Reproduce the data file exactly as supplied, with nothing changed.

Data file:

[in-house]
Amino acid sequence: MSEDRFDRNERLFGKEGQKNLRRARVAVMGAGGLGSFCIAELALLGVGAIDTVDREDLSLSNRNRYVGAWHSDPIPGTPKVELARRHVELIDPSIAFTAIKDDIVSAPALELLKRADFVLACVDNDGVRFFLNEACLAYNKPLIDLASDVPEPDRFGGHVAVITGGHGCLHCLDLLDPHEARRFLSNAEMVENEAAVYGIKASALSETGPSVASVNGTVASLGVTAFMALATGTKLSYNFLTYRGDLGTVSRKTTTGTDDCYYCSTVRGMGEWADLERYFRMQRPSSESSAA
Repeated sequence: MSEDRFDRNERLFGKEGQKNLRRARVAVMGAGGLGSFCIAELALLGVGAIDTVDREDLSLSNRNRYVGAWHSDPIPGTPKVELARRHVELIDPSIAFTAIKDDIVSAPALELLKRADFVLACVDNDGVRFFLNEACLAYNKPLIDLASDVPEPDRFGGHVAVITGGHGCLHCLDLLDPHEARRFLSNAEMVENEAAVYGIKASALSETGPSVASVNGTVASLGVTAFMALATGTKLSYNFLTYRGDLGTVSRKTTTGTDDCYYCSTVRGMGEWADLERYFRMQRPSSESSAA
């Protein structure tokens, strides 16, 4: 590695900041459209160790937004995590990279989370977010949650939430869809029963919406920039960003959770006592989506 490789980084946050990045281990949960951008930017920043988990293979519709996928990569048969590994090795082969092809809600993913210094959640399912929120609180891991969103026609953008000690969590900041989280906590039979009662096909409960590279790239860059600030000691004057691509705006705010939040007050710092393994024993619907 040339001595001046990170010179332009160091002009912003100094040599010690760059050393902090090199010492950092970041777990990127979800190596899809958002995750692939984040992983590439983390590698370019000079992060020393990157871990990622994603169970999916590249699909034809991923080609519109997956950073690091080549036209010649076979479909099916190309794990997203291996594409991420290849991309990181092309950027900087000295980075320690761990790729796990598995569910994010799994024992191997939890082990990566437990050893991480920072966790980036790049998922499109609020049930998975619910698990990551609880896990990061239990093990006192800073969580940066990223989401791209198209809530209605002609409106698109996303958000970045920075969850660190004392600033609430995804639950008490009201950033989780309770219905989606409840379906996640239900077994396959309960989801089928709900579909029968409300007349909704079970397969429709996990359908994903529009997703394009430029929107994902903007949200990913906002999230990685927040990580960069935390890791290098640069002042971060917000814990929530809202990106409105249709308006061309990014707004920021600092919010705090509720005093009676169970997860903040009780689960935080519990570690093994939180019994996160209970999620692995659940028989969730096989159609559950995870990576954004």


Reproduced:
[in-house]
Amino acid sequence: MSEDRFDRNERLFGKEGQKNLRRARVAVMGAGGLGSFCIAELALLGVGAIDTVDREDLSLSNRNRYVGAWHSDPIPGTPKVELARRHVELIDPSIAFTAIKDDIVSAPALELLKRADFVLACVDNDGVRFFLNEACLAYNKPLIDLASDVPEPDRFGGHVAVITGGHGCLHCLDLLDPHEARRFLSNAEMVENEAAVYGIKASALSETGPSVASVNGTVASLGVTAFMALATGTKLSYNFLTYRGDLGTVSRKTTTGTDDCYYCSTVRGMGEWADLERYFRMQRPSSESSAA
Repeated sequence: MSEDRFDRNERLFGKEGQKNLRRARVAVMGAGGLGSFCIAELALLGVGAIDTVDREDLSLSNRNRYVGAWHSDPIPGTPKVELARRHVELIDPSIAFTAIKDDIVSAPALELLKRADFVLACVDNDGVRFFLNEACLAYNKPLIDLASDVPEPDRFGGHVAVITGGHGCLHCLDLLDPHEARRFLSNAEMVENEAAVYGIKASALSETGPSVASVNGTVASLGVTAFMALATGTKLSYNFLTYRGDLGTVSRKTTTGTDDCYYCSTVRGMGEWADLERYFRMQRPSSESSAA
């Protein structure tokens, strides 16, 4: 590695900041459209160790937004995590990279989370977010949650939430869809029963919406920039960003959770006592989506 490789980084946050990045281990949960951008930017920043988990293979519709996928990569048969590994090795082969092809809600993913210094959640399912929120609180891991969103026609953008000690969590900041989280906590039979009662096909409960590279790239860059600030000691004057691509705006705010939040007050710092393994024993619907 040339001595001046990170010179332009160091002009912003100094040599010690760059050393902090090199010492950092970041777990990127979800190596899809958002995750692939984040992983590439983390590698370019000079992060020393990157871990990622994603169970999916590249699909034809991923080609519109997956950073690091080549036209010649076979479909099916190309794990997203291996594409991420290849991309990181092309950027900087000295980075320690761990790729796990598995569910994010799994024992191997939890082990990566437990050893991480920072966790980036790049998922499109609020049930998975619910698990990551609880896990990061239990093990006192800073969580940066990223989401791209198209809530209605002609409106698109996303958000970045920075969850660190004392600033609430995804639950008490009201950033989780309770219905989606409840379906996640239900077994396959309960989801089928709900579909029968409300007349909704079970397969429709996990359908994903529009997703394009430029929107994902903007949200990913906002999230990685927040990580960069935390890791290098640069002042971060917000814990929530809202990106409105249709308006061309990014707004920021600092919010705090509720005093009676169970997860903040009780689960935080519990570690093994939180019994996160209970999620692995659940028989969730096989159609559950995870990576954004």